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Botox for Hemifacial Spasm Treatment

 
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The National Institute of Neurological Disorders and Stroke (NINDS) defines a hemifacial spasm as a neurological disorder where the patient has involuntary muscular contractions on one side of the face.

Middle-aged women and elderly women are diagnosed with hemifacial spasm more often than men. The Mayfield Clinic states that 92 percent of patients have symptoms starting near their eye (eyelid twitching), then a progression down the face (resulting in a pulling of the mouth to one side). The other eight percent of patients have reverse symptoms thats begin near the chin and spreads up the face toward the eyes.

Hemifacial spasm is caused by nerve damage, a tumor, or Bell's palsy, though the NINDS points out that there may be no apparent cause. The most common cause is damage to the facial nerve where a blood vessel presses against the nerve at the nerve's exit from the brain stem. Decompressing the nerve through surgery is the main treatment option and 85 percent of patients can be cured.

Some patients, however, opt against surgical intervention with hemifacial spasm. Another treatment option is Botox. Botox uses a small quantity of the botulinum toxin, and is often a cosmetic treatment for wrinkles; however, Botox has been shown to treat the involuntary contractions from hemifacial spasm. When the botulinum toxin is injected, it interferes in acetylcholine, a neurotransmitter. This reduces the number of contractions in the face, thus alleviating symptoms. The University of Michigan states that the injection is not near the eye (no puncturing of the eye) and a small and safe quantity is administered.

Botox treatment for hemifacial spasm does carry side effects. The most common side effect is eye dryness, with upper eyelid drooping occurs in six percent of patients, double vision in three percent, and lower eyelid sagging rarely occurs. The University of Michigan notes that these side effects last two to six weeks, compared to the three month duration of benefits. Patients who choose Botox as a treatment for hemifacial spasm should note that they will need to follow up with their doctor for additional injections, as the results are not permanent.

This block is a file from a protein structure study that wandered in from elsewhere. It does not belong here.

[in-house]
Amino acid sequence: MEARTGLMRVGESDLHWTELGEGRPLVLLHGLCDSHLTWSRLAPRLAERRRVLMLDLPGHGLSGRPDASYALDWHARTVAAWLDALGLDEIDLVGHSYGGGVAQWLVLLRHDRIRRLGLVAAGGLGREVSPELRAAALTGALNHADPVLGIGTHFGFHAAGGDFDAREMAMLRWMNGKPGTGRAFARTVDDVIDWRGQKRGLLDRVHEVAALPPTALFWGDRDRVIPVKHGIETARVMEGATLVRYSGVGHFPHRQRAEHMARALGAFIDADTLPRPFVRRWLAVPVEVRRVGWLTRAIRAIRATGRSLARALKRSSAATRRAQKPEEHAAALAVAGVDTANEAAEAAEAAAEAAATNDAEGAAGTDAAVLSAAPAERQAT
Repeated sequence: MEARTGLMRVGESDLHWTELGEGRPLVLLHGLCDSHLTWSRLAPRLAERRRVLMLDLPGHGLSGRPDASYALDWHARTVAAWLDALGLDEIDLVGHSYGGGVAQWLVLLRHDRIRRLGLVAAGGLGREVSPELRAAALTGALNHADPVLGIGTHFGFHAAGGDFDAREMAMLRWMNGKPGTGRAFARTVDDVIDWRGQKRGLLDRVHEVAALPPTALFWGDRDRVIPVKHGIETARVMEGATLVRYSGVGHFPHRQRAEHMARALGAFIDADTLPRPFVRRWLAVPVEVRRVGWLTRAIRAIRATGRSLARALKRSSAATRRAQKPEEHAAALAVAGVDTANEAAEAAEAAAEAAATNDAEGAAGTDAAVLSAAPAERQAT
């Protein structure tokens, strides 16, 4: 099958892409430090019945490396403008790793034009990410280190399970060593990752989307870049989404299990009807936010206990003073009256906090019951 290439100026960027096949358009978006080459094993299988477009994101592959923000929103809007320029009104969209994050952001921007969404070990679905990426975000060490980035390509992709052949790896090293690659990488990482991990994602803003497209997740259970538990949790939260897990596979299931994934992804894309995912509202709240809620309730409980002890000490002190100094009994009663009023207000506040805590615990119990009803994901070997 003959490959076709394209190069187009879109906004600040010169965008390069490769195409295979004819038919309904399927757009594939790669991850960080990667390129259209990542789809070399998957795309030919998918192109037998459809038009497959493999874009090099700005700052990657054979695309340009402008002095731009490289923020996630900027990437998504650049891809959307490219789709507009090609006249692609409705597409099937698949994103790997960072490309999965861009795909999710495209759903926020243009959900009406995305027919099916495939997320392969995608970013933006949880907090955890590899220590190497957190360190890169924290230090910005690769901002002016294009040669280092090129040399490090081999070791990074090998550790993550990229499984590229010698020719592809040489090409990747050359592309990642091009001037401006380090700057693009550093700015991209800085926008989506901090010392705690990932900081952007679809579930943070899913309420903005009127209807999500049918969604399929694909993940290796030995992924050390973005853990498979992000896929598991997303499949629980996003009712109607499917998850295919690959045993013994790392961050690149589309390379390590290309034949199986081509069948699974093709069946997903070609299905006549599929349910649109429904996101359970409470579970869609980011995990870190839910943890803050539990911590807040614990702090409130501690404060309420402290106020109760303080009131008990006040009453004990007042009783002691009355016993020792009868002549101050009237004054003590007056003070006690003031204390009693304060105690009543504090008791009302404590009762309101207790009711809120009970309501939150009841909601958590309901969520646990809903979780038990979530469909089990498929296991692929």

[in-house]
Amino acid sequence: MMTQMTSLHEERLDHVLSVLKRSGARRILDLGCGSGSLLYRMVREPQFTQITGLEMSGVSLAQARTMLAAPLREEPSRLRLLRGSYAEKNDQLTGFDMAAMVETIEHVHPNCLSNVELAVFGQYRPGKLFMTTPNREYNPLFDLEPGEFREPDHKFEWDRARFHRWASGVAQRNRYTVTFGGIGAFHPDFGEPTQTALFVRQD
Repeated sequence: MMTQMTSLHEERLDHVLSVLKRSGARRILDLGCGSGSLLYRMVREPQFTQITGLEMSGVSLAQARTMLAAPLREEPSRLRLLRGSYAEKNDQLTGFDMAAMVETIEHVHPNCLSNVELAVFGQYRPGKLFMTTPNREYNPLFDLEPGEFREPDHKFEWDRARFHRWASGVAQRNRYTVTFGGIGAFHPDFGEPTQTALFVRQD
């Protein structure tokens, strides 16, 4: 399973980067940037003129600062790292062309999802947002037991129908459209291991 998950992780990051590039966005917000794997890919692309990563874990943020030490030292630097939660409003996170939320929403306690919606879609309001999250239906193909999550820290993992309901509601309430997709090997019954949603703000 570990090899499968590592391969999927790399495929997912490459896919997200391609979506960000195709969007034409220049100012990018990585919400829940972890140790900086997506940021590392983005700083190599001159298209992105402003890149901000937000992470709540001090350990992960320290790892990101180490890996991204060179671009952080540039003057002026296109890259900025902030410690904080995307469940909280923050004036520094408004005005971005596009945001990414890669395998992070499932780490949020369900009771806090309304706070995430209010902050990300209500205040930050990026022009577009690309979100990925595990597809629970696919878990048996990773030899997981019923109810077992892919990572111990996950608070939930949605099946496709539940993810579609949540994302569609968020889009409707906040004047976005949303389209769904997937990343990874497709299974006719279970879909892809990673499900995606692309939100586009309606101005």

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Elizabeth Stannard Gromisch received her bachelor’s of science degree in neuroscience from Trinity College in Hartford, CT in May 2009. She is the Hartford Women's Health Examiner and she writes about abuse on ]]>Suite 101]]>.

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We value and respect our HERWriters' experiences, but everyone is different. Many of our writers are speaking from personal experience, and what's worked for them may not work for you. Their articles are not a substitute for medical advice, although we hope you can gain knowledge from their insight.

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